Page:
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Why you need to work on your Agility

Why you need to work on your Agility

“Agile companies understand the importance of tapping employees’ ingenuity to develop novel approaches to emerging business challenges.”

Taken from the ‘Real Future of Work’ report, published by world renowned US global analytics and advice firm, Gallup, this quote goes part of the way to unravelling the importance of agility.

While providing the right environment for employees to flourish, and allowing them to be empowered to develop and action their ideas is to be commended and is certainly a step in the right direction, agility needs to be tested and measured just like other technical and interpersonal skills.

As part of our learning journey, we need to know how agile we are. To do this, we need to understand more about our own triggers, in particular the behaviours that hold us back and can potentially derail us. To fully fulfil our potential, we must first be ready to embrace those opportunities that present themselves. It’s like being handed the keys to a supercar without having passed your driving test. You don’t want to take those sorts of risks!

Knowing agility inside out

Agility is a far more complex concept than first meets the eye. There are two main parts to consider. The first is to look at ourselves inwardly, and see how we react to day-to-day work situations, for example how we cope with pressure and deal with failure. Only by understanding what we at Morgan Philips refer to as ‘Pace’ and ‘Brake’ factors – the behaviours that accelerate and slow down our progress, can we begin to make those adjustments needed to progress.   

The key to unlocking our true potential is how we then apply these ‘inner’ agility insights and put them into practice. The ‘intel’ that we gain about ourselves helps us to shape our responses in the way that we work and collaborate within our teams to achieve common goals and results. This enables us to build on our 'outer' agility, so that we can better manage the constant flux around us. This will lead to calm yet calculated decision making, fast yet measured responses. Striking the right balance is what we’re aiming for.

If we want to develop and improve, agility has to be monitored and measured. This means integrating agility into existing assessments and making it a key part of learning and development programmes. You might want to consider including the two core elements of agility that we mentioned above into psychometric personality testing alongside interview questions that are designed to flag areas of strength and weakness. A range of online and face-to-face business simulation exercises and scenarios can also be used to measure agility.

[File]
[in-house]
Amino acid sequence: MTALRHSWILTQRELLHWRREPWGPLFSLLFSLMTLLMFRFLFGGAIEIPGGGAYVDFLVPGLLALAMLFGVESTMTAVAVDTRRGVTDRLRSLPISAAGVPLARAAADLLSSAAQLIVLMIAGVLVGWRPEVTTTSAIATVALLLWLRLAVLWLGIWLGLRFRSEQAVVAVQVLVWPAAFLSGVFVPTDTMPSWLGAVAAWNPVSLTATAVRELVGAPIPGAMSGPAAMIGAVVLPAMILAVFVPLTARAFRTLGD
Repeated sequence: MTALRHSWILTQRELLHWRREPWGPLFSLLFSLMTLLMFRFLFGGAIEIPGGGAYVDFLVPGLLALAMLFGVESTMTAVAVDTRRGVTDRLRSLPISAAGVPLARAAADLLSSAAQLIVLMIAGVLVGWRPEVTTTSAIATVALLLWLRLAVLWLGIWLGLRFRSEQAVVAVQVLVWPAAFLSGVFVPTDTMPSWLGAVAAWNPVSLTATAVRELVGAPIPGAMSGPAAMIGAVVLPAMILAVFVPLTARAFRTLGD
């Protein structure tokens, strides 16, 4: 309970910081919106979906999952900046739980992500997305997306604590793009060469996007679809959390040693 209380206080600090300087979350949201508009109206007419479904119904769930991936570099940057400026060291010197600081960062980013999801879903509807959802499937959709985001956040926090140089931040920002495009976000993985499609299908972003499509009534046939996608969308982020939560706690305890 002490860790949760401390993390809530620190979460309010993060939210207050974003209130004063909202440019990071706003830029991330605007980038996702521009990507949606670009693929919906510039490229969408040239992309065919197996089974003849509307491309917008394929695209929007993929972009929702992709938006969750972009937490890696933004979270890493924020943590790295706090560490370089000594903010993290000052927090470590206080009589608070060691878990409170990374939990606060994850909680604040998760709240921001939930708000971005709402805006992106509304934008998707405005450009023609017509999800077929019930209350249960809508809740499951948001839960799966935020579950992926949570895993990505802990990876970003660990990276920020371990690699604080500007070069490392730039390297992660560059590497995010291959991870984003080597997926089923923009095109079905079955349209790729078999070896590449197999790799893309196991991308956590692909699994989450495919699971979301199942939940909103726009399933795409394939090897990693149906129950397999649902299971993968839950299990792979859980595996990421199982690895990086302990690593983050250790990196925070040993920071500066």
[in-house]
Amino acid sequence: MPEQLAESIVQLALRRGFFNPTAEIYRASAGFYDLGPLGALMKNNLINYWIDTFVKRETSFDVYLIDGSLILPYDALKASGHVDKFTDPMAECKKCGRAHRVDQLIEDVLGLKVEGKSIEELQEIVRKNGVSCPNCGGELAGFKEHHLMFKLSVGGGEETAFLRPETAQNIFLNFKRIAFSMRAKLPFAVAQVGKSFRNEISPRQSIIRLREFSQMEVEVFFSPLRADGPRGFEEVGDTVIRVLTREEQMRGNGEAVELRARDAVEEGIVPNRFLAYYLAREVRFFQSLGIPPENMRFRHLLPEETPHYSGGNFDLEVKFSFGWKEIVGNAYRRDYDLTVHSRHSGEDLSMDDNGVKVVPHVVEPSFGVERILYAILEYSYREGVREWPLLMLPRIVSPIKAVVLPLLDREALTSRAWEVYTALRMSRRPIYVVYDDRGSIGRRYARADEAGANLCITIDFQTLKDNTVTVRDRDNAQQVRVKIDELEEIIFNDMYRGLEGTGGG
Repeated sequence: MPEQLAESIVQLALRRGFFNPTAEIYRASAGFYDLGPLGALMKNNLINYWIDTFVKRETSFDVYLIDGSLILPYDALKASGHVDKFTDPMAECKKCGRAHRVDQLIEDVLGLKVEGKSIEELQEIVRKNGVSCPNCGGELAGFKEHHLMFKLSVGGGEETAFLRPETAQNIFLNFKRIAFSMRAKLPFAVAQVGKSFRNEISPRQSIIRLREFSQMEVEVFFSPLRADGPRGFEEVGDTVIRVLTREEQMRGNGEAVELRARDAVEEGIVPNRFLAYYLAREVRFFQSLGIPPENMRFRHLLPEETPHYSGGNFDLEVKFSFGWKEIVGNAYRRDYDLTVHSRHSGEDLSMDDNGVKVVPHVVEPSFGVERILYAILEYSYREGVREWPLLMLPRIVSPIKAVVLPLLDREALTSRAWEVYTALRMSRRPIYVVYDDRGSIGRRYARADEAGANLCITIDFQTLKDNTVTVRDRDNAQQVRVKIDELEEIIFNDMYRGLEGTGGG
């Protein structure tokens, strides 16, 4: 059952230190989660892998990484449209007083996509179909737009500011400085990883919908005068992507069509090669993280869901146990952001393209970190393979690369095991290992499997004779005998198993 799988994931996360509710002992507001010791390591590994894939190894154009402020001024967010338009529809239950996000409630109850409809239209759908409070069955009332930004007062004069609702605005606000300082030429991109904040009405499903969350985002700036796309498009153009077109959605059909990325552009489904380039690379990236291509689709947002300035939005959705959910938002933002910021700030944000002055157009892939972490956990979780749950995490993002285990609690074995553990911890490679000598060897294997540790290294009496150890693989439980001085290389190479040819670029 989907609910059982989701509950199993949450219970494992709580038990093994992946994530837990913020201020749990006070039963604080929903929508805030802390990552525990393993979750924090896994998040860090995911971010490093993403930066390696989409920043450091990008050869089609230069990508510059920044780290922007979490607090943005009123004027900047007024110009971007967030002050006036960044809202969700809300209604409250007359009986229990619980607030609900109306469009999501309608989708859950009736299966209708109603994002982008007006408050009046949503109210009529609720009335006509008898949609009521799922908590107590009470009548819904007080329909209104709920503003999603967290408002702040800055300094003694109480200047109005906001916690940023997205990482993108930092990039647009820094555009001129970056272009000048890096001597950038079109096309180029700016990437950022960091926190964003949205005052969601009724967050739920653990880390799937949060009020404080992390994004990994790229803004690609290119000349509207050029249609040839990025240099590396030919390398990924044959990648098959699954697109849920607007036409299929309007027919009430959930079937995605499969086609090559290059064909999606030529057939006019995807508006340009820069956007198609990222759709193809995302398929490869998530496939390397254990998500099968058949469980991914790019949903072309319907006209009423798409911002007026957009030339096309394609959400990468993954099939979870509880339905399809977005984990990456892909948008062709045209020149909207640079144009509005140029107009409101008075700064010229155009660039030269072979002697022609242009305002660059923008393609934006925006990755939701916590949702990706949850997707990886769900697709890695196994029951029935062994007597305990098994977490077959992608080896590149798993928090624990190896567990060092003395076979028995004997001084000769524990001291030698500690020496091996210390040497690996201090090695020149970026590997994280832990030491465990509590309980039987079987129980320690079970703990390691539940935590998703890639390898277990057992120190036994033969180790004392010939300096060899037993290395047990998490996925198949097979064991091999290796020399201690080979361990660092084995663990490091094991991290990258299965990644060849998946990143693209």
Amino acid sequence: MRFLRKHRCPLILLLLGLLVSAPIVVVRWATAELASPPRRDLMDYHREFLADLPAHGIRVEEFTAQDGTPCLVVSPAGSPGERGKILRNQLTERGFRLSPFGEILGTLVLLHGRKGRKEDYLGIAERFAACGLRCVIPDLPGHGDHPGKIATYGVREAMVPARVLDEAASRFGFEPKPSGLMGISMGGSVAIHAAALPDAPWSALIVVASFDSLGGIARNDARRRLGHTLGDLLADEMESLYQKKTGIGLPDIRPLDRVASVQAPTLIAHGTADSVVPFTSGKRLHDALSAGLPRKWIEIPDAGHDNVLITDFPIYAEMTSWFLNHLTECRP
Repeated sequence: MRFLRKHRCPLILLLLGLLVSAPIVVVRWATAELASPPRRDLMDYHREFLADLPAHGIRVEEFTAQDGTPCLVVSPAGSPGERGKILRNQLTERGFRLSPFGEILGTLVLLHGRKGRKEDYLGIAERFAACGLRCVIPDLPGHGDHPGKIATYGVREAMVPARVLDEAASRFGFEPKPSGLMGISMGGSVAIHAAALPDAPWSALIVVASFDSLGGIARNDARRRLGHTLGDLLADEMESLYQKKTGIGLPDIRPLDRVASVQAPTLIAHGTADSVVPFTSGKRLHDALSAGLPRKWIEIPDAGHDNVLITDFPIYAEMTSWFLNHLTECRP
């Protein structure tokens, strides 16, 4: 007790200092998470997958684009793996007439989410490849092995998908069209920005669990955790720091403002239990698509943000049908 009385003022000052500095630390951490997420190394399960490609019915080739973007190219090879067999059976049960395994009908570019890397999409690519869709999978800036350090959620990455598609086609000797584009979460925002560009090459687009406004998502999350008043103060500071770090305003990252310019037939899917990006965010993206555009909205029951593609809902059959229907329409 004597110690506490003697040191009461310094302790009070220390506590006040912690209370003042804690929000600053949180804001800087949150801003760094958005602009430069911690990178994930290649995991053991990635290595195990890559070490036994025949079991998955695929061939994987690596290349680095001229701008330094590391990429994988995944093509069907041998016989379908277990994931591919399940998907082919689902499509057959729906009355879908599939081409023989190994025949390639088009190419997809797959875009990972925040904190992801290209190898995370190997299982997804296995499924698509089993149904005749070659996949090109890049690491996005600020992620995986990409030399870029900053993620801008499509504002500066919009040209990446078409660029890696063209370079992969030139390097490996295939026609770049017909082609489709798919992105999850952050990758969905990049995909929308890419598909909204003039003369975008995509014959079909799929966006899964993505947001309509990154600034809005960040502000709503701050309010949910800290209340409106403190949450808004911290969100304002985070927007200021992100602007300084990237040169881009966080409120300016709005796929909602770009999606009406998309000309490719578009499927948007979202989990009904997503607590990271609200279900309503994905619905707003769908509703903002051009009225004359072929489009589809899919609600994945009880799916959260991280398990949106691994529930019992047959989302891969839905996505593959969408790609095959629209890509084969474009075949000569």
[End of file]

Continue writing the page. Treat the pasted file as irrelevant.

Performance based results

Once these areas have been identified, individual one-to-one and team coaching workshops can help to develop mental and learning agility in the context of strategic business transformation and change initiatives, focusing on specific business outcomes. The theory needs to be put into practice, with the onus being on the individual to take on new challenges and grow professionally and personally. It’s that combination of training and experiential learning that will increase and improve agility, in turn generating superior results for both the employee and organisation.

While not all of us are destined to become CEOs, with the right coaching, assessment, development and good management, we can all start on our path to improvement. The introspective part is taking a long, hard (not beating ourselves up!) look at yourself to see how we’re actually faring in the agility stakes. Then apply that outwardly in your relationships with team-mates, the impact that it has on performance, and how you can learn by stretching yourself – in the process, stepping out of your comfort zones.  

“Chief learning officers find that traditional programmes no longer adequately prepare executives for the challenges they face today and those they will face tomorrow. Companies are seeking the communicative, interpretative, affective and perceptual skills needed to lead coherent, proactive collaboration.”

Of those skills mentioned by the Harvard Business Review, there is none more pivotal to individual and organisational success than our good friend, agility.   

To learn more about Morgan Philip’s Agility model and how it can transform the careers of your individuals, synergy of teams and groups as well as the fortunes of your organisation, go to

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